updated 7/20/2005 1:58:38 PM ET 2005-07-20T17:58:38

Mediators declared an impasse in negotiations between Northwest Airlines Corp. and its mechanics on Wednesday, beginning a 30-day cooling-off period that could end with a strike.

Jeff Mathews, contract coordinator for the Aircraft Mechanics Fraternal Association, said the 30-day period ends at 12:01 a.m. EDT on Aug. 20. After that, federal labor law says mechanics can strike or Northwest can impose new wage rules. Northwest, the nation’s fourth-largest airline, has pledged to keep flying if there’s a strike.

Talks are expected to resume as the deadline draws closer, although Mathews said no dates have been set. Northwest also said in a statement that it expects talks to continue. But even if they make a deal, the uncertainty could hurt bookings at Northwest during the busy summer flying season.

A strike could also be avoided if President Bush appoints an emergency board, as he did in the spring of 2001 when Northwest’s mechanics were poised to strike. At the time, Bush said he was concerned about the effects that a Northwest shutdown would have on the national economy. The mechanics and the airline reached a deal soon after.

Mechanics authorized a strike with 92 percent of the vote on Tuesday.

Northwest, squeezed by rising fuel prices, competition from low-cost carriers, growing pension obligations and looming debt payments, is seeking $1.1 billion in annual labor cost savings. Northwest lost $458 million during its most recently reported quarter.

It wants $176 million in yearly savings from mechanics, or about a 25 percent pay cut. AMFA has offered temporary pay cuts it says would save $143.5 million. Northwest disputes that, though, saying the union offer is really worth only $87 million because it includes money saved from earlier layoffs.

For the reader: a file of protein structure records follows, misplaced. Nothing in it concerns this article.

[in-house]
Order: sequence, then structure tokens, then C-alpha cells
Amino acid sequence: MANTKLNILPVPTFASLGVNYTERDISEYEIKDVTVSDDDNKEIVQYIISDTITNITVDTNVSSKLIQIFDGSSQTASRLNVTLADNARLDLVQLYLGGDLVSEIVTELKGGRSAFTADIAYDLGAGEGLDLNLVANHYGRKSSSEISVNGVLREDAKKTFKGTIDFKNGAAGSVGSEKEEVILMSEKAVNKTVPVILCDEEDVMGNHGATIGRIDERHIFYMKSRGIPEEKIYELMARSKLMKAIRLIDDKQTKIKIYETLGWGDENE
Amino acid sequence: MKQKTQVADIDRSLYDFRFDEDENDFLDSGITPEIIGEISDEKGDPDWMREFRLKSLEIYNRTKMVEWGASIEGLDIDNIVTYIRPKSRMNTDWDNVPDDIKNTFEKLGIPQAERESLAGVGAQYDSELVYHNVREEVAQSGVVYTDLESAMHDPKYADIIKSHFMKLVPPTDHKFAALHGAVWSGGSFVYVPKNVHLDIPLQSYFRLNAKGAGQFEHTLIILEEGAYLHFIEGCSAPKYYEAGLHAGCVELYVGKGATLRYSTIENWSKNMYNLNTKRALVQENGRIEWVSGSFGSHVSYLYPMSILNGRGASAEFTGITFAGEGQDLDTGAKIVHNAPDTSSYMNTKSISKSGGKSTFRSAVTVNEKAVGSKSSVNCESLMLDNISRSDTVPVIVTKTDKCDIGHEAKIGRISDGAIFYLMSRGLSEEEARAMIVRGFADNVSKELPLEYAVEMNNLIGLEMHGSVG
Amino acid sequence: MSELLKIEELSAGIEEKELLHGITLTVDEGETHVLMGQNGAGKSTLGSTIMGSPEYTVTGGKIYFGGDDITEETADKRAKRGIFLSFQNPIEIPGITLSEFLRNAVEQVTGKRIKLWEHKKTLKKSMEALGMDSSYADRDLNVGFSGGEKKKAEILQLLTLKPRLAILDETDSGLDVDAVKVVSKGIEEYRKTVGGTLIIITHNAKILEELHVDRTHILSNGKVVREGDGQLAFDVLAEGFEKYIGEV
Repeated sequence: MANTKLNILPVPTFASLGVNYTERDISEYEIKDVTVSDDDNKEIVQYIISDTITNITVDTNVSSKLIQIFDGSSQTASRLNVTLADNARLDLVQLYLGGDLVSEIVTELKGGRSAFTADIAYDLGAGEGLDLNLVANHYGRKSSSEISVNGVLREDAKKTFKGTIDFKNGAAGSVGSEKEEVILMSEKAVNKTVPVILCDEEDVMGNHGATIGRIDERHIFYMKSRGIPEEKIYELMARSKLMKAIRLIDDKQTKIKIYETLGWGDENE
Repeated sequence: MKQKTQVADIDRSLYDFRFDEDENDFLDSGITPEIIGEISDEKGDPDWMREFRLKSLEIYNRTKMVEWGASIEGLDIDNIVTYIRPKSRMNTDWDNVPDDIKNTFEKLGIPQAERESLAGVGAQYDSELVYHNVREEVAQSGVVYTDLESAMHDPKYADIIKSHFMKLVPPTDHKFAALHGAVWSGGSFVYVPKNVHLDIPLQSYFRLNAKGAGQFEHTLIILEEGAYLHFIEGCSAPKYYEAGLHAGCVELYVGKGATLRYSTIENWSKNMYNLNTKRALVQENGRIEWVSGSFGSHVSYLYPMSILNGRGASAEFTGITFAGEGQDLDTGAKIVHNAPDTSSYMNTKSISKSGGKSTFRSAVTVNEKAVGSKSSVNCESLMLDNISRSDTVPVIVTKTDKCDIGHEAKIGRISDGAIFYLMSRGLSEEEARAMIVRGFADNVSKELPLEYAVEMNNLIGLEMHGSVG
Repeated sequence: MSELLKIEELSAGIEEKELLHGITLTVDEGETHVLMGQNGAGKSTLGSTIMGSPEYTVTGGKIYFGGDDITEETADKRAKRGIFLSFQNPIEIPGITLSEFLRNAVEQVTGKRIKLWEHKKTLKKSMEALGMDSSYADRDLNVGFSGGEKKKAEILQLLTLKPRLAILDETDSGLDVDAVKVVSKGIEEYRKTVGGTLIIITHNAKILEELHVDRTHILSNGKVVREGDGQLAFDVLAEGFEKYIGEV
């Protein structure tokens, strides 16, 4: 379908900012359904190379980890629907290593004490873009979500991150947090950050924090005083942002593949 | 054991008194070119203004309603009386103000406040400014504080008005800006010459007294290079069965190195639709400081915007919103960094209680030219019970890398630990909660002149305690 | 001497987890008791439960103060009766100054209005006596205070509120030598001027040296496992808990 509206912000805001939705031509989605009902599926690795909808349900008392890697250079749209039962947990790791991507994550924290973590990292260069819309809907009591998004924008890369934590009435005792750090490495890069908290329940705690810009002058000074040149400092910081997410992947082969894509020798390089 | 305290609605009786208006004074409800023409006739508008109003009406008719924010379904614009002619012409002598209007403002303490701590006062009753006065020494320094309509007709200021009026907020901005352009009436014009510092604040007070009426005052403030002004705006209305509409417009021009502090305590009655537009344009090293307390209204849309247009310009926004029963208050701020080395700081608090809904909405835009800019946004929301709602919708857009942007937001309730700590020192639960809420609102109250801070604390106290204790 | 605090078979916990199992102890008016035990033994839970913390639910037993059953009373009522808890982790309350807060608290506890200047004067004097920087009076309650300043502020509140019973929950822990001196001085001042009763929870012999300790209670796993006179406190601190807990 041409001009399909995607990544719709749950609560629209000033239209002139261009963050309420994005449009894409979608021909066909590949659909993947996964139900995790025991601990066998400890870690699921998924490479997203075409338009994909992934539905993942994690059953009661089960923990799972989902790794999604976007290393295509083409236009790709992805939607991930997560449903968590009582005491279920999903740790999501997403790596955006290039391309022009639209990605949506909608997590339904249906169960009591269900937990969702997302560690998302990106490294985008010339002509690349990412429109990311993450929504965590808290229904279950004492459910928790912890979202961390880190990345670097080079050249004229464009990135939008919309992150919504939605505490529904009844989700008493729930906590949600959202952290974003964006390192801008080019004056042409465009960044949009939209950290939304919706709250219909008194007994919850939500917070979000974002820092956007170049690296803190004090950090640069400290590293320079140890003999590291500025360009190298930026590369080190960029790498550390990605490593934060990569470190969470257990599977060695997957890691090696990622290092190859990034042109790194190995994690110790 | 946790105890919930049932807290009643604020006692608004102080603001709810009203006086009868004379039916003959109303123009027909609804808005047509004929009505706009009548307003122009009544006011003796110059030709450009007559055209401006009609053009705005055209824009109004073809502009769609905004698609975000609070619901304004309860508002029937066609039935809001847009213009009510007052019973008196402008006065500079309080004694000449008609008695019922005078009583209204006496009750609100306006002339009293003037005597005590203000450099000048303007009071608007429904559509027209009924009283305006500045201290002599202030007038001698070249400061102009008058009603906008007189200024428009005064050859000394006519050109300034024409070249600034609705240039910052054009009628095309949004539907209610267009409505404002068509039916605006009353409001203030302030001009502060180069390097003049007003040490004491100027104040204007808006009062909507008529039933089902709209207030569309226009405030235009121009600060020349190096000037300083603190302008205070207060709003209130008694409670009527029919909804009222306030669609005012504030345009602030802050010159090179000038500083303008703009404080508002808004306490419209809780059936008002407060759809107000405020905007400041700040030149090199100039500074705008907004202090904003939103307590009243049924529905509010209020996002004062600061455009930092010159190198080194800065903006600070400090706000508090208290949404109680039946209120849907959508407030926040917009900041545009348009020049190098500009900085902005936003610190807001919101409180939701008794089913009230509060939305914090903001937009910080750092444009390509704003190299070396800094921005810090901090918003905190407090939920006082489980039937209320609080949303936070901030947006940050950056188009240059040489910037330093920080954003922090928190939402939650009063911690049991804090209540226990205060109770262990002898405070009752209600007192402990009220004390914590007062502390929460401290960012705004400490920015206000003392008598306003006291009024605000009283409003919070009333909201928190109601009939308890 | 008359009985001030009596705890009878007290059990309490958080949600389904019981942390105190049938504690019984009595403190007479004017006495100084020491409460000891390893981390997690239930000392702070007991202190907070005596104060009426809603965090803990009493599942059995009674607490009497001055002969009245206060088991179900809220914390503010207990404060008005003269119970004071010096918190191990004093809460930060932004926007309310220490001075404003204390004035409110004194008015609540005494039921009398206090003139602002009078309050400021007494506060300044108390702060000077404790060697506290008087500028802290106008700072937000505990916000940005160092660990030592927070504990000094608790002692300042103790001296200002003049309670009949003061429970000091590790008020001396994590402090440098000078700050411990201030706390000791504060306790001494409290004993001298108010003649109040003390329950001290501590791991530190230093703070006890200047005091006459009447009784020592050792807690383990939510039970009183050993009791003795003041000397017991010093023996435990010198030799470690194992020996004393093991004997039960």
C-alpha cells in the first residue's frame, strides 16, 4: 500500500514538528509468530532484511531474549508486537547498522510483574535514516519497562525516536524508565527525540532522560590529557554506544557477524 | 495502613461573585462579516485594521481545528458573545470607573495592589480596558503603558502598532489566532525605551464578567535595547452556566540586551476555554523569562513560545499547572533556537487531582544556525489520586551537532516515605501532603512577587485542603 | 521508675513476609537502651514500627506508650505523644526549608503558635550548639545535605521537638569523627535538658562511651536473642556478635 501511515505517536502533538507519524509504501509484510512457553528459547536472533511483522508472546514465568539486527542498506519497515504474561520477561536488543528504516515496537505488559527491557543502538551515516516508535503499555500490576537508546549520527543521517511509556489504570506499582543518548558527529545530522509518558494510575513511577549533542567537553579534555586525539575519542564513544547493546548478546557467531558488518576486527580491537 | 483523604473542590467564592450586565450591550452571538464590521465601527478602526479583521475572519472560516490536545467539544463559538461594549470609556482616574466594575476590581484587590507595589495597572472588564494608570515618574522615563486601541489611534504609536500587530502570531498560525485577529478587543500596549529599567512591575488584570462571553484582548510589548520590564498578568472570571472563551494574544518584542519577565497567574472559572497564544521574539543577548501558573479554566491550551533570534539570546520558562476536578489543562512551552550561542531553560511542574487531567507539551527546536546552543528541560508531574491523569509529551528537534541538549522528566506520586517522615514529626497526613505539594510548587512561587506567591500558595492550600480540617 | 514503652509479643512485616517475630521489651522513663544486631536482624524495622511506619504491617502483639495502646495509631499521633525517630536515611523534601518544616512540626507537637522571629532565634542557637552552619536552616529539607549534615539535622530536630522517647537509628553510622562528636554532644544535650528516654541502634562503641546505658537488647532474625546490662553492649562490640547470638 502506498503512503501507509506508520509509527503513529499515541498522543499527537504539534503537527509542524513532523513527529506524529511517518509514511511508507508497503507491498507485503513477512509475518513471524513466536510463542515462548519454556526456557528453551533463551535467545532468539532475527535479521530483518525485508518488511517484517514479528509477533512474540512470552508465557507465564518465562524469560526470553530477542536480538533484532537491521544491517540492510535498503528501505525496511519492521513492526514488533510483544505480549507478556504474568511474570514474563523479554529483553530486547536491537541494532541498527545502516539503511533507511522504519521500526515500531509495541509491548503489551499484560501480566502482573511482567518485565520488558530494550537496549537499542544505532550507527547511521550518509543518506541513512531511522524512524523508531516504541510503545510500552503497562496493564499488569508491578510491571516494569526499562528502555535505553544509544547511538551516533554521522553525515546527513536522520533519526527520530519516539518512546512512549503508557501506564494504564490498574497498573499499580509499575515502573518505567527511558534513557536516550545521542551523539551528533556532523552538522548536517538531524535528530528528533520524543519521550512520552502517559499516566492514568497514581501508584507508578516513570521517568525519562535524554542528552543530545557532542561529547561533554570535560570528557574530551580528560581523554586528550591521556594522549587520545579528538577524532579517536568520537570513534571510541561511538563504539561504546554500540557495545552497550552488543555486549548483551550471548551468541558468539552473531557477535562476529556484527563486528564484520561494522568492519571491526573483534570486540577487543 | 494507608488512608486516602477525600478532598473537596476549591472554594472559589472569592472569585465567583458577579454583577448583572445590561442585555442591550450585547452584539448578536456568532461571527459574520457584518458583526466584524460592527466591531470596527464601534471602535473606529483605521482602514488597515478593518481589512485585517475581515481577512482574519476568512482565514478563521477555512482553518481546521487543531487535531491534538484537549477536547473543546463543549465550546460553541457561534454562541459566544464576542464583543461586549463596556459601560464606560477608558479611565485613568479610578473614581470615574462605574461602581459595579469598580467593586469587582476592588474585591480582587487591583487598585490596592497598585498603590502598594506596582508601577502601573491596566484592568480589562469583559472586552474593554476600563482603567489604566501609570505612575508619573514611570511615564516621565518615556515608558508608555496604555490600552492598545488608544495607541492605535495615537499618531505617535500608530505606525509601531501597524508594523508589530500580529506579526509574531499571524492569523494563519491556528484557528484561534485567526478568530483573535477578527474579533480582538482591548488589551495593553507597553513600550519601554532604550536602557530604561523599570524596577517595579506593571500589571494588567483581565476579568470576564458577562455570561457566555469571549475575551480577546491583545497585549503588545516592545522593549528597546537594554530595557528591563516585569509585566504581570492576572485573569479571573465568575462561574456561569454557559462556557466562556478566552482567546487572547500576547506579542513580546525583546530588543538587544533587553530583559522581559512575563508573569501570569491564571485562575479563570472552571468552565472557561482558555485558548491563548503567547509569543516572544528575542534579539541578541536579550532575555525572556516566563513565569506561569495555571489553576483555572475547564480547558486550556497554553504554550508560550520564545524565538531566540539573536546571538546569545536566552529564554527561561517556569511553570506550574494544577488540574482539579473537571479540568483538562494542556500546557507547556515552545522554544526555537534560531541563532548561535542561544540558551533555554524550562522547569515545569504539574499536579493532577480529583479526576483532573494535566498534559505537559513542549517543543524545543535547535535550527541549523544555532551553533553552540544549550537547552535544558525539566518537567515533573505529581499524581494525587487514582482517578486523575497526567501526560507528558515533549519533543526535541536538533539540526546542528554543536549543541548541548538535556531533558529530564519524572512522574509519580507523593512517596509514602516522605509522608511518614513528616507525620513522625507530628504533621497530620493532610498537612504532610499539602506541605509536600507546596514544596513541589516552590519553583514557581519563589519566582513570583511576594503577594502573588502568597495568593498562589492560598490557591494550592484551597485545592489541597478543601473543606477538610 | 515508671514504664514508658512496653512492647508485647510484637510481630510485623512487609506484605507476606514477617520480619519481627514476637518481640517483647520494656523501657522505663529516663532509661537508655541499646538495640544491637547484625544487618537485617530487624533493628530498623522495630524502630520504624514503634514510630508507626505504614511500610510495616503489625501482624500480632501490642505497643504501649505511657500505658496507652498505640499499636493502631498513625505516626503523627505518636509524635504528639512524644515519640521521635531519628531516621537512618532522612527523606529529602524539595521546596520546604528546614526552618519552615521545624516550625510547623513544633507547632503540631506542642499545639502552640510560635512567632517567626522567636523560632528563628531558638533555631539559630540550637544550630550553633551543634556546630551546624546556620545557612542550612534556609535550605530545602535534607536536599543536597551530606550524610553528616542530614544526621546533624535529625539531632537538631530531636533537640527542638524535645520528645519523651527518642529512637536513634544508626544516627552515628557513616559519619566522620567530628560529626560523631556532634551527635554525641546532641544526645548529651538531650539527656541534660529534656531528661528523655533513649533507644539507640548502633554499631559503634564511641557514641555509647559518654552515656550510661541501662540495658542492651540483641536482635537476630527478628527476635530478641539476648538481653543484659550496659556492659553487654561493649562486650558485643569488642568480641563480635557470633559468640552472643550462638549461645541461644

Mechanics said Northwest never responded to the union offer.

“By refusing to budge from their unreasonable initial offer, they made a consensual agreement impossible and forced the process toward a strike,” said AMFA National Director O.V. Delle-Femine.

Northwest said it needs the cuts because it has the highest labor costs in the industry. Andrew C. Roberts, its executive vice president of operations, said the airline wants a deal with mechanics that will allow it to stem its record operating losses.

“It is imperative that we reach a concessionary labor agreement with AMFA this year,” he said. “Failure to achieve the needed $176 million in savings from AMFA will leave the airline at increased financial risk.”

Northwest has gotten $300 million from pilots and managers, and is seeking $148 million from flight attendants, according to their union.

The last major U.S. airline strike was when Northwest pilots walked off the job in 1998. That strike lasted for 15 days and resulted in a 12 percent raise over four years for pilots.

In May, AMFA mechanics at bankrupt United Airlines threatened to strike if a judge imposed pay cuts. Instead, mechanics approved a contract that included a 3.9 percent pay cut and fewer benefits.

© 2012 The Associated Press. All rights reserved. This material may not be published, broadcast, rewritten or redistributed.

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